Pet Gazette DECEMBER 2018 - Page 14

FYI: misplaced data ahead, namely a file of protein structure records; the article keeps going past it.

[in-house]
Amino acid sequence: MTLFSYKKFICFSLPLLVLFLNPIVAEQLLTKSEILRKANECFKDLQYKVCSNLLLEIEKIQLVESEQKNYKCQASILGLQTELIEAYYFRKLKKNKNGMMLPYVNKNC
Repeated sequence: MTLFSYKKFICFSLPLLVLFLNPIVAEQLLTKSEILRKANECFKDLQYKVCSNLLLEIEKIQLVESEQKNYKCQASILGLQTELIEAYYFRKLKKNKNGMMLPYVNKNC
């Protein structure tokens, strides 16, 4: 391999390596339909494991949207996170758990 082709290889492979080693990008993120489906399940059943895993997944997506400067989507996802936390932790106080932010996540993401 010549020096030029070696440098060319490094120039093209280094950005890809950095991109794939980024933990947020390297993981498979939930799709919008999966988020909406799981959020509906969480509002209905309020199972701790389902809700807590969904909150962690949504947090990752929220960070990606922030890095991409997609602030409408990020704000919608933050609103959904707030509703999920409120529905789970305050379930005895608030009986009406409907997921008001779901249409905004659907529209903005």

14 | PET GAZETTE | RSPB GOING WILD Caroline Offord discusses how the drop in temperature can affect local wildlife Chris Gomersall (RSPB-images.com) Ben Andrew (RSPB-images.com) D from meat roasting tins, please beware that fat from cooking is bad espite being the month associated with the season for birds. The problems occur when meat juices blend with the fat and of goodwill, December can be a cruel month. Wildlife once set, causes smearing, which is detrimental for birds’ feathers, may be hard to fi nd at this time of year, freezing which are vital for their winter survival in not only keeping them warm, temperatures and lack of food or shelter can prove but for fl ight as well. Such fat also includes harmful bacteria, which is challenging for many species, it is not surprising therefore that some bad news for birds, as is the salt used in cooked meats. creatures take advantage of our warm homes. Tell your customers to Water is also essential for birds throughout winter, despite there take a look behind their curtains as they might fi nd an overwintering being all that snow on the ground. Though keeping a bird bath small tortoiseshell or peacock butterfl y. These creatures will do no ice-free is a challenge in itself, customers could try lining the bath harm and it is best to leave them be. Just leave a window open when with a polythene sheet which can then be lifted out along with the the weather gets warmer and they will be on their way. ice or placing a small ball in it, which when With Christmas upon us, your customers’ it moves, will help prevent all of the water cosy homes are soon decorated with glitzy freezing up. tinsel and festive lights. Outside, harsh frosts Very few birds sing throughout the winter and fl urries of snow decorate gardens with months, with perhaps the exception of birds a dusting of sugar-like ice. Holly leaves and like the Christmas card favourite; the Robin, berries snatched by Jack Frost dazzle in the that can sing all year round. Chances are, winter sun. It is clear that even nature knows the only time of year when customers won’t how to decorate throughout the festive hear a Robin is late summer when they are season. Although those brightly coloured moulting and vulnerable to predation. The berry baubles, that adorn hedges and trees song customers hear in mid-December, at this time year, may catch our eye, to wildlife which reaches its crescendo in spring, is they could mean the difference between life dual purpose. It is used not only to attract and death. Winter is the time when nature’s a mate, but also to defend a territory. Other once overfl owing cupboard is now well and birds customers might hear now are Owls. truly bare. Food is scarce and the fi ght for It is at night in woodland from December survival begins in earnest. Starvation and onwards that the elusive Tawny Owl vocally coping with the dramatic drop in temperature proclaims its territory. Males advertise their throughout the winter sadly claims many presence with a distinct hooting call and small garden birds. if customers are lucky, they may hear the Rather than throwing away uneaten classic ‘kee-wick’ call made by both the Christmas cake or half-nibbled mince pies, male and female. Tawny Owls with their why not advise them to put these energy chunky brown body and noticeably large rich crumbs out for the birds and make their head have large jet black eyes that are Christmas! Other food scraps they might want perfect for hunting between dusk and dawn. to consider include dried cereals, chopped up With natural food scarce during the colder apples and pears, dried fruit, potatoes and months, their prey species of mainly mice perhaps a little grated cheese. Whilst they may Paul Sawer (RSPB-images.com) and shrews, may be hard to fi nd. be tempted to make fat cakes out of the fat www.petgazette.biz December 2018